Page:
Overview

Cities can earn a maximum ParkScore® of 100.

In evaluating park systems, experts at The Trust for Public Land considered land owned by regional, state, and federal agencies within the 100 most populous U.S. cities—including school grounds formally open to the public and greenways that function as parks.

Our analysis is based on four important characteristics of an effective park system: acreage, investment, amenities, and access.

Acreage

ParkScore® awards each city points for acreage based on two equally weighted measures: median park size and parkland as a percentage of city area. Factoring park acreage into each city's ParkScore® helps account for the importance of larger "destination parks" that serve many users who live farther than ten minutes' walking distance.

  • Median park size is calculated using park inventories acquired from park-owning agencies within each city. In our national sample, median park size ranges from 0.6 acres to 18 acres, with a median of 5 acres. (The median size of a city park in the U.S. is 3.8 acres.)
  • Parkland as a percentage of city area is calculated using data collected in an annual survey conducted by The Trust for Public Land’s Center for City Park Excellence. We removed unpopulated railyard and airport areas from the baseline city land area. In our national sample, parkland as a percent of city area ranges from 1.5 percent to 84.2 percent, with a median of 9.3 percent.

Investment

ParkScore® awards each city points for investment in their park system based on total spending per resident. This figure is a sum of the following:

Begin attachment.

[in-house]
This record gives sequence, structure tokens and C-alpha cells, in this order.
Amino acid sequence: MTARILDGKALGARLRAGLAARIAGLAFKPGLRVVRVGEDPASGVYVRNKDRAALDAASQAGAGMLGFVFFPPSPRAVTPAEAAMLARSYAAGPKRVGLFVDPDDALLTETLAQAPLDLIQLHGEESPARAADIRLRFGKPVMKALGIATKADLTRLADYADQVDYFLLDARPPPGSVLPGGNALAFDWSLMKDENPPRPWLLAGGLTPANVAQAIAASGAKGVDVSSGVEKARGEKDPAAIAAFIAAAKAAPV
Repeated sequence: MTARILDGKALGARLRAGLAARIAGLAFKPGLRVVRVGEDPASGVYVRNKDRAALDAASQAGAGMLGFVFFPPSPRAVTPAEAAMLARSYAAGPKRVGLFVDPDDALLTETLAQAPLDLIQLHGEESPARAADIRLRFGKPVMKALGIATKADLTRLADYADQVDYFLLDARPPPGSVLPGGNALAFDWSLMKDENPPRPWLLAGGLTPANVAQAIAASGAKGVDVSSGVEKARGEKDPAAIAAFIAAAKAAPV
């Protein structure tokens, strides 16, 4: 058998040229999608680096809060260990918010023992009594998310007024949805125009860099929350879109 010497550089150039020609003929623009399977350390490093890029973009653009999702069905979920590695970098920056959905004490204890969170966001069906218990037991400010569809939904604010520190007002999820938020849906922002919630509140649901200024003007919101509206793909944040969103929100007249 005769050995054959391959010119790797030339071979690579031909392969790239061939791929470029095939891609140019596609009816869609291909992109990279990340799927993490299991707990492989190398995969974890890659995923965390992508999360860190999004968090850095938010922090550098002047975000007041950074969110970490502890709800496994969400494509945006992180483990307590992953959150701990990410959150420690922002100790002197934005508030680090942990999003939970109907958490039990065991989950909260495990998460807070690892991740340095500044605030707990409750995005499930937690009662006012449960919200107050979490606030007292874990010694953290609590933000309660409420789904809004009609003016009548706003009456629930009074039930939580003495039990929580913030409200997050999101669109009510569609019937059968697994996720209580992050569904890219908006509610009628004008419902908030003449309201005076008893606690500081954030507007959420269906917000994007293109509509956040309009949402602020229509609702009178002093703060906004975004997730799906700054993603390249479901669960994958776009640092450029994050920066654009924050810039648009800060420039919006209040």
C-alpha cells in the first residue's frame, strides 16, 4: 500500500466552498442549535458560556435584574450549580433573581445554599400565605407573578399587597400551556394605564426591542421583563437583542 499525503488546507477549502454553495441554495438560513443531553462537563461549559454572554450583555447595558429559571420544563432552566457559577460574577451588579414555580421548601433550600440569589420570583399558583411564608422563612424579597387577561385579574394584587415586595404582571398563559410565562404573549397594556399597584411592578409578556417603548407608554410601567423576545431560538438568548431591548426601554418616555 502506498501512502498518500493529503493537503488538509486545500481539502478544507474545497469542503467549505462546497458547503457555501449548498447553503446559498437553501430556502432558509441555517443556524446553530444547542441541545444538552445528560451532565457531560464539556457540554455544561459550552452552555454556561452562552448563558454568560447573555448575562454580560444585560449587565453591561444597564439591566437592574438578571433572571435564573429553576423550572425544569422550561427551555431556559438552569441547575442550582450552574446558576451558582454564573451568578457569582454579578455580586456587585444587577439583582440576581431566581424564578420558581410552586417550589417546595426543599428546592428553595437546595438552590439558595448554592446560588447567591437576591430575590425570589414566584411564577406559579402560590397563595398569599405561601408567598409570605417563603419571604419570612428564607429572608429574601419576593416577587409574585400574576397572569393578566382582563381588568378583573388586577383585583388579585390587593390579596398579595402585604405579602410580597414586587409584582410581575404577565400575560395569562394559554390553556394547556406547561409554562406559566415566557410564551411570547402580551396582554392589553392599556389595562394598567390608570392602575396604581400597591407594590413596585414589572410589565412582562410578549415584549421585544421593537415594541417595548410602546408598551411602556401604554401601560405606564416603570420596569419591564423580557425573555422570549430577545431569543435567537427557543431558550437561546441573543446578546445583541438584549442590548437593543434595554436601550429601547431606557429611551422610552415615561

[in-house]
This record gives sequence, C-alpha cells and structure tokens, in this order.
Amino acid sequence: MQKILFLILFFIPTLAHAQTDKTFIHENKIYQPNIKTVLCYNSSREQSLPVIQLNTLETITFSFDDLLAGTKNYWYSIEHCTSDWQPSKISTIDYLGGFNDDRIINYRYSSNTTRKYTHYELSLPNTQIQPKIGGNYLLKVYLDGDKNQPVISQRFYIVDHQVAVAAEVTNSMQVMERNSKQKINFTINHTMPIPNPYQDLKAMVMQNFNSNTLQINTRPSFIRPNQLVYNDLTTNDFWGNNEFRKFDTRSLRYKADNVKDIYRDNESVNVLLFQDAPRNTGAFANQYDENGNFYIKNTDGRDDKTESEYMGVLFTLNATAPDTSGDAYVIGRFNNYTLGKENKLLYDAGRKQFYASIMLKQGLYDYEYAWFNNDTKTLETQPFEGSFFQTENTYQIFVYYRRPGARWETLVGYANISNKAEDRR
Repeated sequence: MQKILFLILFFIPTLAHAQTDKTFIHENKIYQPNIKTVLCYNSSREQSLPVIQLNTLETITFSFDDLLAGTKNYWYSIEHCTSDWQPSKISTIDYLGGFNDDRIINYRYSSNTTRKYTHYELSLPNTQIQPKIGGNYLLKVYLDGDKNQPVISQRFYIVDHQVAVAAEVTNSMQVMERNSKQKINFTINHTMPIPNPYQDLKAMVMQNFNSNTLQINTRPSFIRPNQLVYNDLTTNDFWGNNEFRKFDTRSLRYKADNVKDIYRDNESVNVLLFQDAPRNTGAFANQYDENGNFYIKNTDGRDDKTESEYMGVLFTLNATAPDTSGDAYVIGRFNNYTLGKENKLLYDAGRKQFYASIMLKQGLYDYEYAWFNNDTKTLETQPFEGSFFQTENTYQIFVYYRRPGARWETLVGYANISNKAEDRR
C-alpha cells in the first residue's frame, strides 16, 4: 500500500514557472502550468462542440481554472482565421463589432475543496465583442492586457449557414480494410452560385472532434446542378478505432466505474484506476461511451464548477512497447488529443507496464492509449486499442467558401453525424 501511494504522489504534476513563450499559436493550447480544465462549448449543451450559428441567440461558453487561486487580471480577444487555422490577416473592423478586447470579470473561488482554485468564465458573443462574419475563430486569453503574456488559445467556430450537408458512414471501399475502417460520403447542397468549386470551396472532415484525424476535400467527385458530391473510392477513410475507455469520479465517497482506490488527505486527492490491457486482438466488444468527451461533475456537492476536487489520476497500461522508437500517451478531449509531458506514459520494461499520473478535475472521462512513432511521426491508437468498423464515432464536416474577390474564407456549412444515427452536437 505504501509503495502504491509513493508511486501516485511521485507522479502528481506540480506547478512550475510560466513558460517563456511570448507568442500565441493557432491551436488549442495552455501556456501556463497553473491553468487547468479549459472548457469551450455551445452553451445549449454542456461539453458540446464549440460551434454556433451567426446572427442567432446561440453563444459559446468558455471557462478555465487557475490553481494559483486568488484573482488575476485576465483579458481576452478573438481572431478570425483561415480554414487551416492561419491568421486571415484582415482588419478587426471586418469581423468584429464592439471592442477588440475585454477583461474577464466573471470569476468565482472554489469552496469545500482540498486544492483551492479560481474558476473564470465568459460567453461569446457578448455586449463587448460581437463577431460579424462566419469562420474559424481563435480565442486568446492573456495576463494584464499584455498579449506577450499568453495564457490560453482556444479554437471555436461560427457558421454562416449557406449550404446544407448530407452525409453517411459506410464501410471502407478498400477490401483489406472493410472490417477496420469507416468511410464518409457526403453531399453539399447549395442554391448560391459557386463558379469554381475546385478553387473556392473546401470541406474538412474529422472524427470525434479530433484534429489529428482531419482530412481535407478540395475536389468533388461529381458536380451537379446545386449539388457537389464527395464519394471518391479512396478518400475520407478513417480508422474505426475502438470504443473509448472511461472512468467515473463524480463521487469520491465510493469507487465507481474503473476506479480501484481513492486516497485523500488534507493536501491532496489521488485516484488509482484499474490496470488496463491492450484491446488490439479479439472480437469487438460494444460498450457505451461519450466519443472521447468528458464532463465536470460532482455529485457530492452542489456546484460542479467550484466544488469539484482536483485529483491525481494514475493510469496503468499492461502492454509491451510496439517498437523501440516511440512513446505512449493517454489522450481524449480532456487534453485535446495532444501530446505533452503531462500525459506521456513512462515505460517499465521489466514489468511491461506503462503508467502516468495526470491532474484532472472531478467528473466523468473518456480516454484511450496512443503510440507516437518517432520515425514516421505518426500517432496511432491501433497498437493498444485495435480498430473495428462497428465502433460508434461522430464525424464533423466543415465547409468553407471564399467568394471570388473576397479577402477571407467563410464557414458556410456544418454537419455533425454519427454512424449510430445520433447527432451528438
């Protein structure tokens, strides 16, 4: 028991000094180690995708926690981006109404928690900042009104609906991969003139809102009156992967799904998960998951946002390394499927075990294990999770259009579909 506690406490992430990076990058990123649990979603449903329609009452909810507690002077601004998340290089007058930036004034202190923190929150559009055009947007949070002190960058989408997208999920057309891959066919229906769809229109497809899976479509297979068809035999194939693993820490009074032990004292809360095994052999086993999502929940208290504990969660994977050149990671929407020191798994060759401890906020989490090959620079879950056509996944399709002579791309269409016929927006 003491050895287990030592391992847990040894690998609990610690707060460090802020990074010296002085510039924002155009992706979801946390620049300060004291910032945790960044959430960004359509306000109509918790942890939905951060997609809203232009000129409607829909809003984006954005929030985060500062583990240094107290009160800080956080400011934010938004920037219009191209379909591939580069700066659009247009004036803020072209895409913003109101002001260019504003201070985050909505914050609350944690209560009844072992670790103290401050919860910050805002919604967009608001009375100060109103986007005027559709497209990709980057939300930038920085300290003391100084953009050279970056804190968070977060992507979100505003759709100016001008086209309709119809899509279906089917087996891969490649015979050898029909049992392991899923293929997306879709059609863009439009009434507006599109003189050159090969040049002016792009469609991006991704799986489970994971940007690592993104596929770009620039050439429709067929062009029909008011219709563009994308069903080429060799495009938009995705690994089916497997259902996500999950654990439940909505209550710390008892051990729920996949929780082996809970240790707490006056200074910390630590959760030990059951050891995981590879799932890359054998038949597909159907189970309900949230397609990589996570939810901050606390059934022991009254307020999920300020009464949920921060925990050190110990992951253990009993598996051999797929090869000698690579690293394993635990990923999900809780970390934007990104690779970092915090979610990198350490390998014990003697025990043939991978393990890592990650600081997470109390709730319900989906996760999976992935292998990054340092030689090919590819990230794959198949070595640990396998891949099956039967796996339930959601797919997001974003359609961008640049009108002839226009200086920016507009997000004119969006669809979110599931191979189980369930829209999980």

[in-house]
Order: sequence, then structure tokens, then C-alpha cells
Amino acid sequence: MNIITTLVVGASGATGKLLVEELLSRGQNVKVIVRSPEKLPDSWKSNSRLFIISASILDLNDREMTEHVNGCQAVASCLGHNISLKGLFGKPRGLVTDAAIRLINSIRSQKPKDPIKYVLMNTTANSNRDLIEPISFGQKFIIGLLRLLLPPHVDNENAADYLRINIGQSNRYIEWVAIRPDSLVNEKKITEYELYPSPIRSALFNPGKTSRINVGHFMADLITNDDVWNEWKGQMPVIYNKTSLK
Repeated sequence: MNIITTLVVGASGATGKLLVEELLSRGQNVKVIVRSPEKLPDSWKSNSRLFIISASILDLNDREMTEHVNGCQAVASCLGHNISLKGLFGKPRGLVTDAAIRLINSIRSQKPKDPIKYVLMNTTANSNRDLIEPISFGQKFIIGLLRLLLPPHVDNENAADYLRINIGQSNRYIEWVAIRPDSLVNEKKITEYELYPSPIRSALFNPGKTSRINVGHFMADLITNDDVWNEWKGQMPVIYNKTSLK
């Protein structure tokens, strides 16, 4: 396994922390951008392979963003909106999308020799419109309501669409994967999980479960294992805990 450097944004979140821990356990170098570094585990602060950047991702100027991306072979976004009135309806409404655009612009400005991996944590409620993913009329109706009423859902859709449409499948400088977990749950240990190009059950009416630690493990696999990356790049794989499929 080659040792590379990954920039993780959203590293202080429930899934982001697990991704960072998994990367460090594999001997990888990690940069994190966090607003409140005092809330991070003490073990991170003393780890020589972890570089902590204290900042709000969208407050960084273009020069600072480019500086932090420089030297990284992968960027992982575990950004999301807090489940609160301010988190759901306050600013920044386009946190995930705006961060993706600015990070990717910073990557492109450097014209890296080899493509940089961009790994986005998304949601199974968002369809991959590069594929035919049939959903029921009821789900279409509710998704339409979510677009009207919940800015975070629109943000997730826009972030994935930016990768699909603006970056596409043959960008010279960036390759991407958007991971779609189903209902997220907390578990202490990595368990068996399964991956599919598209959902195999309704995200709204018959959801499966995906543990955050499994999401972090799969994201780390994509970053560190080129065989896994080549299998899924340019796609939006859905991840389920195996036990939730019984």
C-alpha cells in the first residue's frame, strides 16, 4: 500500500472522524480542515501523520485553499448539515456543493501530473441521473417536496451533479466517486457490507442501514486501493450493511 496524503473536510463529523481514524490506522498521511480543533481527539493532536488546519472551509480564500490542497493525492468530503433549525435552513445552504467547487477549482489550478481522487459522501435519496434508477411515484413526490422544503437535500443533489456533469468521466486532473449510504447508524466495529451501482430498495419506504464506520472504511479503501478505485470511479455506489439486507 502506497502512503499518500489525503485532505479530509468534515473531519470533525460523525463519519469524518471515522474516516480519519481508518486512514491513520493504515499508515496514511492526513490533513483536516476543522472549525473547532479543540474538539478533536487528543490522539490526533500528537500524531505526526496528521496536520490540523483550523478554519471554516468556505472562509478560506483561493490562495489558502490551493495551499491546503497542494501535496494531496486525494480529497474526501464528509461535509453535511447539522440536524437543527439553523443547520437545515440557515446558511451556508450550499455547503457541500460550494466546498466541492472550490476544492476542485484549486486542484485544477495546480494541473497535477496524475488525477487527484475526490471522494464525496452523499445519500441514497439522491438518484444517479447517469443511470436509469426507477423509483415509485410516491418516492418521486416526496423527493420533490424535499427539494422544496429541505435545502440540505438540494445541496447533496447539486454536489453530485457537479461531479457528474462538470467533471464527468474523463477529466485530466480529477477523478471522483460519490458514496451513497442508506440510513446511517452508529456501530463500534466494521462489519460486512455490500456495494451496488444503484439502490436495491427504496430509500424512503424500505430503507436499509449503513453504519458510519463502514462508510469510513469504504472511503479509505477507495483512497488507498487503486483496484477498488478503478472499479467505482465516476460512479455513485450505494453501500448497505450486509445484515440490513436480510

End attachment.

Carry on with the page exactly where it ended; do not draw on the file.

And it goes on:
• Public spending: this includes capital and operational spending by all public agencies that own parkland within the city limits, including federal, state, and county agencies. To minimize the effect of annual fluctuations this is reported as a three-year average (FY 2014/2015, FY 2015/2016, and FY 2016/2017 depending on a city’s fiscal calendar). These figures only reflect agency spending on parks and recreation, however, and do not reflect the significant spending in other capacities that some park agencies are responsible for throughout their cities.
  • Non-profit spending: this includes all spending by parks non-profits, conservancies, foundations, and “friends of” groups that work locally to improve a city’s parks. This information is collected through an annual survey of these groups and through filed Forms 990.
  • Volunteer hours: this includes both hours worked for any public parks and recreation agency as well as through the above non-profit organizations. These hours are then monetized according to Independent Sector’s 2016 Value of Volunteer Time report.
  • In our national sample, spending per resident ranges from $24 to $279 per person, with a median of $87.

Amenities

ParkScore® awards each city points for the availability of six key park amenities on a per capita basis. These are basketball hoops, dog parks, playgrounds, recreation and senior centers, restrooms, and splashpads or spraygrounds.

  • Amenities were chosen because of the breadth of users served as well as the ease of accurate counting of these measures. In our national sample, basketball hoops per 10,000 residents ranges from 0.9 to 28.3, with a median of 2.8; dog parks per 100,000 residents ranges from 0 to 6.7 with a median of 0.9; playgrounds per 10,000 residents ranges from 0.7 to 7.0 with a median of 2.4; recreation and senior centers per 20,000 residents ranges from 0.1 to 2.9 with a median of 0.8; restrooms per 10,000 residents ranges from 0.5 to 10.5 with a median of 2.4; and splashpads and spraygrounds per 100,000 residents ranges from 0 to 10.4 with a median of 0.9.